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Volume 90, Issue 85

Thursday, March 06, 1997

pulp


SPORTS
 

Cheer squad topples America


©Geoff Robins/Gazette
WHEN YOU PUT YOUR MIND TO IT, YOU CAN DO ALMOST ANY. . . OUCH, MY LEG! The Western cheerleaders did not have to put an injured Mustang to sleep after they won the NCAA championships last week.


By Alex Chiang

Gazette Staff

Last week Western's pep squad showcased its spirit and athleticism south of the border in the United Performance Association's American Cheerleading Championships in Minnesota. Determined to win the school's second NCAA title, the Mustangs did not disappoint, claiming both the collegiate and overall titles. Winning this time however, was no easy task.

In preliminary competition, Mark Ideson tore both his medial collateral and anterior cruciate ligaments when a female teammate landed on his knee while doing a one-handed stunt called a cupee. Ideson managed to pull himself off the floor and complete the routine hobbling on one leg. It was reminiscent of American gymnast Keri Strug's heroics, that should have seen Ideson on the front page of Sports Illustrated.

"During the performance we thought Mark just fell down," team captain Paul Ruscica said. "We didn't know he was hurt, so we were all yelling at him to get up and he did."

"It was pretty tough finishing but I had to," Ideson said. "Everyone was yelling at me."

Once the team realized the extent of Ideson's injury, coach David Lee Tracy had to recreate the formations to compensate for the loss.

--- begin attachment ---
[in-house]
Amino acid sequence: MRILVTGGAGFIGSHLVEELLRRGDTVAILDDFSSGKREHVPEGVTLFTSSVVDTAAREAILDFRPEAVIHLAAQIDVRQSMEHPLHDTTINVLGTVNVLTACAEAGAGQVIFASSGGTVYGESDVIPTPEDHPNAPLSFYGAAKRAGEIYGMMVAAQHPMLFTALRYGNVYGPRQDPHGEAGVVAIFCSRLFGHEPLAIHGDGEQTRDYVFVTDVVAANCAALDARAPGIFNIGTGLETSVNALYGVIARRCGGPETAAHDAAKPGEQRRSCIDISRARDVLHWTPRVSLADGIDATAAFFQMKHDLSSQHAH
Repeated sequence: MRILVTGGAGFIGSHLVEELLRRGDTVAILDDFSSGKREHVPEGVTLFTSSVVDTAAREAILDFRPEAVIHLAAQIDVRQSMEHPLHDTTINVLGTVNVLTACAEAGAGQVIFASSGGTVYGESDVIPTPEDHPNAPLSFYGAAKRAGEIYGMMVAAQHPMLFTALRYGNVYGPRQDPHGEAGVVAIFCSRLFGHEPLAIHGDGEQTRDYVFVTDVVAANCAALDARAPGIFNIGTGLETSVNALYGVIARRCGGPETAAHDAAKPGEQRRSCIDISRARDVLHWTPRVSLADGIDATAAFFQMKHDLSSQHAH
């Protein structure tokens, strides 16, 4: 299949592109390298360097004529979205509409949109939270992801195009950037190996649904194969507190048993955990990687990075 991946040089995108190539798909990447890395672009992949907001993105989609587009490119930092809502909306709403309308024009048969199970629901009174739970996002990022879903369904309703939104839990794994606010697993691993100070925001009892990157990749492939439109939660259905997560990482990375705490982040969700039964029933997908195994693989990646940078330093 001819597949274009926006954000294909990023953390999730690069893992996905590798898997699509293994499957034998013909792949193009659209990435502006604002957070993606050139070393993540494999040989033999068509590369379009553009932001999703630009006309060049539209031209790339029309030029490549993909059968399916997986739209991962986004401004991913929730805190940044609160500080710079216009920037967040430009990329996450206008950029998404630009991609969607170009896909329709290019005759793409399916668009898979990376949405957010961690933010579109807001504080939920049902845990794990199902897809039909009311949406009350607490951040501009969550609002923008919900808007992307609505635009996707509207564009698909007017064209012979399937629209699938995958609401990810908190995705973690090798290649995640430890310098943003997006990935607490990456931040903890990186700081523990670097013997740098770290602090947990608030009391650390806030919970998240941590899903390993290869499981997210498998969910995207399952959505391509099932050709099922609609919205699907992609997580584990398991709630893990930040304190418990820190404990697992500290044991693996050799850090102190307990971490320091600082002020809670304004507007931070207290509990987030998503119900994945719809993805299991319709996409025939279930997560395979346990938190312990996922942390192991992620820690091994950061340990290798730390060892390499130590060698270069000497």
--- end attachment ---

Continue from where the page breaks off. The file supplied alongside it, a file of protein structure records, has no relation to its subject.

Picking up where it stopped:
"We had to spend the rest of the day re-adjusting because the rules don't allow substitutes," Tracy said. "Luckily Mark's injury didn't come back to haunt us. It was ugly but we got to the finals."

Changing the formations meant some of the inexperienced members of the Mustang squad had only 24 hours to perform tasks they had never done before.

"We had to do the same routine with fewer people," Mustang veteran Steve Groat said. "Our rookies really stepped up and showed their ability and character."

In the end, Western showed its determination to succeed in the face of adversity, winning its second NCAA championship in three years.

Finishing second and third in the 10-team collegiate divisions were Wisconsin and Maryland.

In the overall division, which incorporated high schools and all-star clubs, hometown favourites Lac Qui Parle High School and the Memphis Elite All-Stars made the podium.

"I was surprised we won the overall title since I expected one of the high schools to take it," Tracy said. "We probably won because of our high degree of difficulty and strong technical component."

Although many of the team's male members are not returning, the NCAA meet showed that the team has an abundance of young talent.

"I see rookies doing things that I couldn't do in my first year," Groat said. "Coach Tracy is great at cultivating talent, so I'm sure the team will be strong again next year."


To Contact The Sports Department: gazsport@julian.uwo.ca

Copyright © The Gazette 1997